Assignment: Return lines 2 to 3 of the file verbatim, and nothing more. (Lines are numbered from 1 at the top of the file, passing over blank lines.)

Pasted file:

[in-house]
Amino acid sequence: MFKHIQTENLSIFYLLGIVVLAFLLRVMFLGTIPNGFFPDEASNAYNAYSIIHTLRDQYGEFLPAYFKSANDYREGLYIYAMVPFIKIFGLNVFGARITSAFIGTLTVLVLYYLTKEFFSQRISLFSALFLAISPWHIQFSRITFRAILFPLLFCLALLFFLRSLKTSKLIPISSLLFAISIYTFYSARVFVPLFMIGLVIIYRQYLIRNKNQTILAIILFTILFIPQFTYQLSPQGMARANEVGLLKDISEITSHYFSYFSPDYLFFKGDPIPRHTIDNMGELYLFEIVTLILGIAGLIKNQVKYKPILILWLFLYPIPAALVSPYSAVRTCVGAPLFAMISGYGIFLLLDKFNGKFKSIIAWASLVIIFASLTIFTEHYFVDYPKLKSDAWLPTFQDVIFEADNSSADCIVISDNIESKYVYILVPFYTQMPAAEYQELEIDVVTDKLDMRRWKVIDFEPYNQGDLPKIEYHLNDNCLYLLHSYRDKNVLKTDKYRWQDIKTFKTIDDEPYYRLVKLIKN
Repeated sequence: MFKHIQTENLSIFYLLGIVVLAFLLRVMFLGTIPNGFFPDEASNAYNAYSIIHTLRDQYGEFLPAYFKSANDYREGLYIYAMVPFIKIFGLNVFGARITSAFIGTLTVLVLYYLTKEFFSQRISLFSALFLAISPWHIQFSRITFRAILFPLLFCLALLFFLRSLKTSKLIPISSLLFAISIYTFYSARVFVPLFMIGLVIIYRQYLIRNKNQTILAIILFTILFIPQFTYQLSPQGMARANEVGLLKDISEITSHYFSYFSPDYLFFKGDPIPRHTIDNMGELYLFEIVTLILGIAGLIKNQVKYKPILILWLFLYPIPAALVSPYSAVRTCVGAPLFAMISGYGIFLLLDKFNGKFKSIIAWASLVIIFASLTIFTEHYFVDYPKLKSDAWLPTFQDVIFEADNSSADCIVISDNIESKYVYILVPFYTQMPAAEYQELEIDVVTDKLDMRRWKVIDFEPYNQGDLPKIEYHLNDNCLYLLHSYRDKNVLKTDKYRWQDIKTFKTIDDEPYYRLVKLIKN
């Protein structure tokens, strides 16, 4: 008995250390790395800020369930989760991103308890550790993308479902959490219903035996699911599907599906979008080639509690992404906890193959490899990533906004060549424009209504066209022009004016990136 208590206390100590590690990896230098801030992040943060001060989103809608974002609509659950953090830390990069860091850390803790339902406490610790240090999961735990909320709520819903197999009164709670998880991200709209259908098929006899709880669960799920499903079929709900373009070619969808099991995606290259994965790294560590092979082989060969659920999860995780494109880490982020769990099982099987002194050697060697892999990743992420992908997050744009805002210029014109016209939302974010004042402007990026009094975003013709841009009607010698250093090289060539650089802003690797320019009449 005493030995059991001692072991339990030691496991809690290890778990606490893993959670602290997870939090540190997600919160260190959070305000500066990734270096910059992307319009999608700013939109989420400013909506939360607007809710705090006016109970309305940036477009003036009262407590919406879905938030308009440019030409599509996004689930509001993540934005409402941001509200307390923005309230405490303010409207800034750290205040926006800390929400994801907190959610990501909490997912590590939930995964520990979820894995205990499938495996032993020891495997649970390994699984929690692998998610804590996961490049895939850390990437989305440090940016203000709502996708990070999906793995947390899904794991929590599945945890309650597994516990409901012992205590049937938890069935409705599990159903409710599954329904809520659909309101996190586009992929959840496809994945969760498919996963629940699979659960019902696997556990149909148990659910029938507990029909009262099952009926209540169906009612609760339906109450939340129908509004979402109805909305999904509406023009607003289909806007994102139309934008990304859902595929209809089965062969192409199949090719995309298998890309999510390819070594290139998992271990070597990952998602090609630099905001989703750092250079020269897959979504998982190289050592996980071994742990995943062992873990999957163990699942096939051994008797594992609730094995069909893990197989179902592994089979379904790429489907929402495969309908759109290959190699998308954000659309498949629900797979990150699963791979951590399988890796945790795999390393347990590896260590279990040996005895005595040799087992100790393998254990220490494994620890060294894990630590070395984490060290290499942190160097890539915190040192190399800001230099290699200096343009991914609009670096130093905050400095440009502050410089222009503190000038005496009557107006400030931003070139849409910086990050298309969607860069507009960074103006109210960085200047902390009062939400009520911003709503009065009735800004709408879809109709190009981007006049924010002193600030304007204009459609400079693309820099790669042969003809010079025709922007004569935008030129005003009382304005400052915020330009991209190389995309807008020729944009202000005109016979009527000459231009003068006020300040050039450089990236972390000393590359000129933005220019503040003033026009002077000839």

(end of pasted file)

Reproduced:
Amino acid sequence: MFKHIQTENLSIFYLLGIVVLAFLLRVMFLGTIPNGFFPDEASNAYNAYSIIHTLRDQYGEFLPAYFKSANDYREGLYIYAMVPFIKIFGLNVFGARITSAFIGTLTVLVLYYLTKEFFSQRISLFSALFLAISPWHIQFSRITFRAILFPLLFCLALLFFLRSLKTSKLIPISSLLFAISIYTFYSARVFVPLFMIGLVIIYRQYLIRNKNQTILAIILFTILFIPQFTYQLSPQGMARANEVGLLKDISEITSHYFSYFSPDYLFFKGDPIPRHTIDNMGELYLFEIVTLILGIAGLIKNQVKYKPILILWLFLYPIPAALVSPYSAVRTCVGAPLFAMISGYGIFLLLDKFNGKFKSIIAWASLVIIFASLTIFTEHYFVDYPKLKSDAWLPTFQDVIFEADNSSADCIVISDNIESKYVYILVPFYTQMPAAEYQELEIDVVTDKLDMRRWKVIDFEPYNQGDLPKIEYHLNDNCLYLLHSYRDKNVLKTDKYRWQDIKTFKTIDDEPYYRLVKLIKN
Repeated sequence: MFKHIQTENLSIFYLLGIVVLAFLLRVMFLGTIPNGFFPDEASNAYNAYSIIHTLRDQYGEFLPAYFKSANDYREGLYIYAMVPFIKIFGLNVFGARITSAFIGTLTVLVLYYLTKEFFSQRISLFSALFLAISPWHIQFSRITFRAILFPLLFCLALLFFLRSLKTSKLIPISSLLFAISIYTFYSARVFVPLFMIGLVIIYRQYLIRNKNQTILAIILFTILFIPQFTYQLSPQGMARANEVGLLKDISEITSHYFSYFSPDYLFFKGDPIPRHTIDNMGELYLFEIVTLILGIAGLIKNQVKYKPILILWLFLYPIPAALVSPYSAVRTCVGAPLFAMISGYGIFLLLDKFNGKFKSIIAWASLVIIFASLTIFTEHYFVDYPKLKSDAWLPTFQDVIFEADNSSADCIVISDNIESKYVYILVPFYTQMPAAEYQELEIDVVTDKLDMRRWKVIDFEPYNQGDLPKIEYHLNDNCLYLLHSYRDKNVLKTDKYRWQDIKTFKTIDDEPYYRLVKLIKN